The NSA, Facebook, Yahoo, Google, your government’s spies – the list of agencies or organizations that have access to your data and may be spying on your activities just seems to keep on growing. The recent NSA leaks from whistleblower Ed Snowden have publicly confirmed that internet privacy has become a thing of the past, so the only thing standing between them and your digital footprint is the technology you use. A good VPN can go a long way when it comes to keeping your online activities private, but choosing the right browser is also important. Chromium-based Epic browser seeks to make your browsing as private and secure as possible by blocking internet cookies and tracking codes in an effective manner. While you can find many other such browsers out there already, Epic does offer some really great security features and sports the same great Google Chrome UI that we have all become accustomed to.
When launched, Epic shows you its customized New Tab page that makes it clear that the browser’s focus is on keeping out all sorts of tracking cookies and codes. It also opens another tab that focuses on explaining how it works, first telling you how you are being tracked on the Internet, and then elaborating on how the application can help you protect your privacy while surfing the web. The overall usage is pretty much identical to Chrome, as is the interface from top to bottom.
Epic also reminded me of our previously covered PirateBrowser built by folks at ThePirateBay, though the main purpose behind the latter is to unblock internet censorship, and it is built upon Firefox’s latest version instead. Coming back to Epic, it does a wonderful job rendering pages and blocking cookies along its way. On the downside, however, it also blocks social media integrations of sites like Google+, Facebook, Twitter etc., meaning you won’t get to see any widgets from these sites embedded in the other sites that you’re browsing. The reason for that is these widgets themselves contain tracking codes as their integral part, which can’t be disabled without disabling the widgets altogether.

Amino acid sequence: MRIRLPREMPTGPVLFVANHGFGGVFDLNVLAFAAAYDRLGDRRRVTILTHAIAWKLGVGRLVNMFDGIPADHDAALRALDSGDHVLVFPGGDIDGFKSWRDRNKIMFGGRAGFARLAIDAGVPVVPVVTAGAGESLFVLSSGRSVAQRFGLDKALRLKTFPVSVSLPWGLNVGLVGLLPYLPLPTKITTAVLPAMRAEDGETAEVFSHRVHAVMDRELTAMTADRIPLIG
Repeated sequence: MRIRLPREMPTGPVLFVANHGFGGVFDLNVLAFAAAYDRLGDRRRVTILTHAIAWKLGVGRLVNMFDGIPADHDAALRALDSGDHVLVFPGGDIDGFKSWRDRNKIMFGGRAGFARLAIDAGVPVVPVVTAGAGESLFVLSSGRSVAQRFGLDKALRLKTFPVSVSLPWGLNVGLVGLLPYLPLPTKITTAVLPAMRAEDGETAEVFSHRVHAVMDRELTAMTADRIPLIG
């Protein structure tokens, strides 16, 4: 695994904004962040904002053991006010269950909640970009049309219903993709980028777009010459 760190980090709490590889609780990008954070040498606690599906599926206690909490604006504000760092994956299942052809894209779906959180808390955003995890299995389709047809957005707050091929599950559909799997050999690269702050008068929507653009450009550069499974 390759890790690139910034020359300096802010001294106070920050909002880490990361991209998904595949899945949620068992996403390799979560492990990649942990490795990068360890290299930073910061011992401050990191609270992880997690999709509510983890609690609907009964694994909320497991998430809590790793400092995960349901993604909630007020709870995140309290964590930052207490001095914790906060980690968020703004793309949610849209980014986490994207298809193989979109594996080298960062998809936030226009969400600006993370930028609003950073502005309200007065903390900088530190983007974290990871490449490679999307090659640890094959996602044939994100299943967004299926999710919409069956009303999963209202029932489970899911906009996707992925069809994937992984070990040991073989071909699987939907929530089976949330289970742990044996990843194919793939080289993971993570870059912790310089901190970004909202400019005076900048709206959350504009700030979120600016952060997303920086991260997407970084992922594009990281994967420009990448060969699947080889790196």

Epic keeps a tab on all the cookies it tracks, and displays the total count on the New Tab page. That said, a pop up notification also appears for a few moments whenever a cookie or tracker code is blocked, displaying showing you details on the recently blocked items. Epic also uses its own search engine when you type any query in URL bar.
The home page of Epic Browser cites that it removes 11 common browser features that may reveal information about you to the tracking companies. Here’s are quick overview:
- No address bar suggest
- No URL checks
- Auto-translate removed
- No URL Tracker
- Installation ID removed
- RLZ-Tracking number removed
- Default Updater removed
- Installation timestamp removed
- No alternate error pages
- No navigation error suggestions
- No error reporting
Another interesting bit about Epic is that it lets you use a proxy to prevent the tracking of your IP address on the site. Simply click the plug icon in the address bar, upon which the browser automatically switches to a US-based proxy. This means sites like Hulu can also be easily accessed through Epic from anywhere in the world, without much hassle. The browser even blocks the sending of the referral header when you use the search engine, ensuring third-party websites never get to know what your search term was that led you to them.
While you won’t find built-in access to any extensions or those fancy Chrome apps, Epic is an awesome browser if you want to keep your web browsing as tightly secure as possible. It is available for both Windows and Mac OS X, with versions for other operating systems coming soon.